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Atmospheric Chemistry and Physics An interactive open-access journal of the European Geosciences Union
https://doi.org/10.5194/acp-2017-888
© Author(s) 2017. This work is distributed under
the Creative Commons Attribution 4.0 License.
Research article
16 Oct 2017
Review status
This discussion paper is a preprint. It has been under review for the journal Atmospheric Chemistry and Physics (ACP). A final paper in ACP is not foreseen.
Estimating Surface Carbon Fluxes Based on a Local Ensemble Transform Kalman Filter with a Short Assimilation Window and a Long Observation Window
Yun Liu1, Eugenia Kalnay1, Ning Zeng1, Ghassem Asrar2, Zhaohui Chen3, and Binghao Jia4 1Dept. of Atmospheric and Oceanic Science, University of Maryland – College Park
2Joint Global Change Research Institute/PNNL, College Park, MD
3School of Environmental Science, University of East Anglia, Norwich, UK
4State Key Laboratory of Numerical Modeling for Atmospheric Sciences and Geophysical Fluid Dynamics (LASG), Institute of Atmospheric Physics, Chinese Academy of Sciences, Beijing, China
Abstract. We developed a Carbon data assimilation system to estimate the surface carbon fluxes using the Local Ensemble Transform Kalman Filter and atmospheric transfer model of GEOS-Chem driven by the MERRA-1 reanalysis of the meteorological fields based on the Goddard Earth Observing System Model, Version 5 (GEOS-5). This assimilation system is inspired by the method of Kang et al. [2011, 2012], who estimated the surface carbon fluxes in an Observing System Simulation Experiment (OSSE) mode, as evolving parameters in the assimilation of the atmospheric CO2, using a short assimilation window of 6 hours. They included the assimilation of the standard meteorological variables, so that the ensemble provided a measure of the uncertainty in the CO2 transport. After introducing new techniques such as variable localization, and increased observation weights near the surface, they obtained accurate carbon fluxes at grid point resolution. We developed a new version of the LETKF related to the Running-in-Place (RIP) method used to accelerate the spin-up of EnKF data assimilation [Kalnay and Yang, 2010; Wang et al., 2013, Yang et al., 2014]. Like RIP, the new assimilation system uses the no-cost smoothing algorithm for the LETKF [Kalnay et al., 2007b], which allows shifting at no cost the Kalman Filter solution forward or backward within an assimilation window. In the new scheme a long observation window (e.g., 7-days or longer) is used to create an LETKF ensemble at 7-days. Then, the RIP smoother is used to obtain an accurate final analysis at 1-day. This analysis has the advantage of being based on a short assimilation window, which makes it more accurate, and of having been exposed to the future 7-days observations, which accelerates the spin up. The assimilation and observation windows are then shifted forward by one day, and the process is repeated. This reduces significantly the analysis error, suggesting that this method could be used in other data assimilation problems.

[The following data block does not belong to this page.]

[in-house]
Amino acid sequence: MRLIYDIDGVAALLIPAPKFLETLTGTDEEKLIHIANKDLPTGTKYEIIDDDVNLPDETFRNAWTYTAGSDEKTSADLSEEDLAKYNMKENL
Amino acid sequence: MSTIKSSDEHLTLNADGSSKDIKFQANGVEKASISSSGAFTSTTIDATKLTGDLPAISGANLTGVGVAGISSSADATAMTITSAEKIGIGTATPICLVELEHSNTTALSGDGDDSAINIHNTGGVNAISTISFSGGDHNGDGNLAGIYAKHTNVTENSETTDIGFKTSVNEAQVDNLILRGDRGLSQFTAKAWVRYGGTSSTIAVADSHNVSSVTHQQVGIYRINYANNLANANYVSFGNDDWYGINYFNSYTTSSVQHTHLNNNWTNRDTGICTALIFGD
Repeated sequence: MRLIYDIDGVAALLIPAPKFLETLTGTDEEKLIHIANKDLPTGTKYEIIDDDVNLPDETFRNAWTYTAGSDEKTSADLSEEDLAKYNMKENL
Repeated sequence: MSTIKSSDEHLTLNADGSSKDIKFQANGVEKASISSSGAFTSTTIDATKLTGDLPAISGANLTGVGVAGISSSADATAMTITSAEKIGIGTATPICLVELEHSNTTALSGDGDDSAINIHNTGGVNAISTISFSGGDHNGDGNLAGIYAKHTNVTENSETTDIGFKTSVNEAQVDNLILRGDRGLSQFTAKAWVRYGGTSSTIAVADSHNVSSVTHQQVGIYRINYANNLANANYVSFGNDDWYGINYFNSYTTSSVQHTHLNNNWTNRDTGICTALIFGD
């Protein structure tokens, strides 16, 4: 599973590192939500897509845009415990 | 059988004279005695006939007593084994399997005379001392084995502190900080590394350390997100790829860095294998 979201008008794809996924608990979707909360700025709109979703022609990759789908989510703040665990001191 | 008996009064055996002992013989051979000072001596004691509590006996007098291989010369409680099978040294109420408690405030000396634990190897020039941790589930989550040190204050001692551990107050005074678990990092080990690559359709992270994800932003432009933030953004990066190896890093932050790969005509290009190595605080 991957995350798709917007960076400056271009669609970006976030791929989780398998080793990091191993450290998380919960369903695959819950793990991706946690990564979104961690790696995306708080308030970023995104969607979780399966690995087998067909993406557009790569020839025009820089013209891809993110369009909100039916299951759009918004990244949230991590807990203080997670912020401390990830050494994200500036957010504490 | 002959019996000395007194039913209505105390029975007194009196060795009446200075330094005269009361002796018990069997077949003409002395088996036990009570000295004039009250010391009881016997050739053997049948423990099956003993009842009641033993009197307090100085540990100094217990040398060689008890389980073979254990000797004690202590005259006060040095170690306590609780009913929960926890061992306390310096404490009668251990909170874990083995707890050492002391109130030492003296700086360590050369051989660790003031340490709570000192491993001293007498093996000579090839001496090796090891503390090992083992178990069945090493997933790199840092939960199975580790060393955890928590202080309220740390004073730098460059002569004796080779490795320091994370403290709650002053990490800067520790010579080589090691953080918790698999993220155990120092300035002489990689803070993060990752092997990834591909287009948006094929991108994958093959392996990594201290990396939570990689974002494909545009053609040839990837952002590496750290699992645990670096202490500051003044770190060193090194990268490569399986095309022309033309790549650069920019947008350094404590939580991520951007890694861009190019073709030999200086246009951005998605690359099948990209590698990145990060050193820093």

Citation: Liu, Y., Kalnay, E., Zeng, N., Asrar, G., Chen, Z., and Jia, B.: Estimating Surface Carbon Fluxes Based on a Local Ensemble Transform Kalman Filter with a Short Assimilation Window and a Long Observation Window, Atmos. Chem. Phys. Discuss., https://doi.org/10.5194/acp-2017-888, 2017.
Yun Liu et al.
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Yun Liu et al.
Yun Liu et al.

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Short summary
We developed a new Carbon data assimilation system to estimate the surface carbon fluxes using the LETKF and GEOS-Chem model, which uses a new scheme with a short assimilation window and a long observation window. The analysis is more accurate with the short assimilation window and is exposed to the future observations accelerating the spin up. In OSSE, the system reduces significantly the analysis error, suggesting that this method could be used in other data assimilation problems.
We developed a new Carbon data assimilation system to estimate the surface carbon fluxes using...
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